The cell is the fundamental unit of life, but until recently, it was very difficult for researchers to study the activities of an individual cell. Even cells that have the same job in our bodies can differ from each other in what genes are turned on or off and in what proteins they produce, and those differences can be important for understanding human health and disease. Recent advances made it possible to investigate a handful of proteins from a single cell, but Dr. Nikolai Slavov, a 2016 recipient of the NIH Director’s New Innovator Award, just changed the game. His approach now allows researchers to study 100 to 1000 times more proteins in individual cells.
Dr. Slavov and his team used a common research technique called mass spectrometry, which breaks down proteins and analyzes their building blocks, but they took steps to enhance the technique. Before mass spectrometry, Slavov’s team isolated individual mammalian cells, careful not to lose much of the cells’ protein content. Next, the team inventively applied another approach, tagging protein building blocks from the individual cells. The chemical tags were recognizable during mass spectrometry data analysis and were traced back to the individual cells submitted for analysis.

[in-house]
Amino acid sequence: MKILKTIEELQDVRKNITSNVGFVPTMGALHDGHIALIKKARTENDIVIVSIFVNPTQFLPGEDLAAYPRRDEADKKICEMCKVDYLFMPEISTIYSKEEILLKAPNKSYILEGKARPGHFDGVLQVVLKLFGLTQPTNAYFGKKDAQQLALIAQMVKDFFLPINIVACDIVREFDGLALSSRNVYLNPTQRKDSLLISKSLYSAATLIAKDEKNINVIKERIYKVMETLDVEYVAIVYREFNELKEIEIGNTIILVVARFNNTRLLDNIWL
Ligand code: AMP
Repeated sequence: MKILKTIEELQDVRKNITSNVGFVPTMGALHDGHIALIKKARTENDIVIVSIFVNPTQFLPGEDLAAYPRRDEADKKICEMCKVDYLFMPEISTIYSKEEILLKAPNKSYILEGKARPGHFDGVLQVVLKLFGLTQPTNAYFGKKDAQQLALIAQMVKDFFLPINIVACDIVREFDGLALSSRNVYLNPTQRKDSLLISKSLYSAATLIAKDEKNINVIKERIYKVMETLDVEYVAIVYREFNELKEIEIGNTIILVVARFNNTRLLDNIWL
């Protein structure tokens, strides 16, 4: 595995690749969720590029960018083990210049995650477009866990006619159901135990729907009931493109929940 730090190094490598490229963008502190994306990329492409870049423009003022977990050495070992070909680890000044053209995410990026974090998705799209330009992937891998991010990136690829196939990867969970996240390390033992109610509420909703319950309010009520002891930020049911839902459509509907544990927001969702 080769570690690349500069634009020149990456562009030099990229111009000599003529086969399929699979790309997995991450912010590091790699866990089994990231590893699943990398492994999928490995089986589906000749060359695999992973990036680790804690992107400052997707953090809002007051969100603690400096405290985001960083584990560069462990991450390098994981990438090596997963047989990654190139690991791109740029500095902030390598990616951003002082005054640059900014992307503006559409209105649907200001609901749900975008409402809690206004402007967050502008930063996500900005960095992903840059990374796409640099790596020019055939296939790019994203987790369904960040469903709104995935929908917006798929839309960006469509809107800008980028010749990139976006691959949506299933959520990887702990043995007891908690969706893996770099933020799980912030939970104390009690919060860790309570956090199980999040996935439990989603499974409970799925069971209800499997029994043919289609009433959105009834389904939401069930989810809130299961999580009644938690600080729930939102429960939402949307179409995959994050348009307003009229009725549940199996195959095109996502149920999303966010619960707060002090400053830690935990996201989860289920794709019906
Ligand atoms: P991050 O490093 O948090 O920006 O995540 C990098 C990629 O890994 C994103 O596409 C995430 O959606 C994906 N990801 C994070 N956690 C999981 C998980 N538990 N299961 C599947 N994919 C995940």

Combining these two steps in an innovative manner greatly increased the number of proteins identified and traced to a particular cell. Putting it into practice, Dr. Slavov showed that he could create protein profiles for individual stem cells allowed to develop randomly into many different cell types making many different proteins. Dr. Slavov’s method helps researchers move to a more concrete understanding of individual cells and the organisms they make up. In the future, this understanding may help patients by identifying biological markers for precision medicine and regeneration therapies.
- SCoPE-MS: mass-spectrometry of single mammalian cells quantifies proteome heterogeneity during cell differentiation. Budnik, B., Levy, E., Harmange, G., & Slavov, N. Genome biology. 2018 Oct 22; 19(1): 161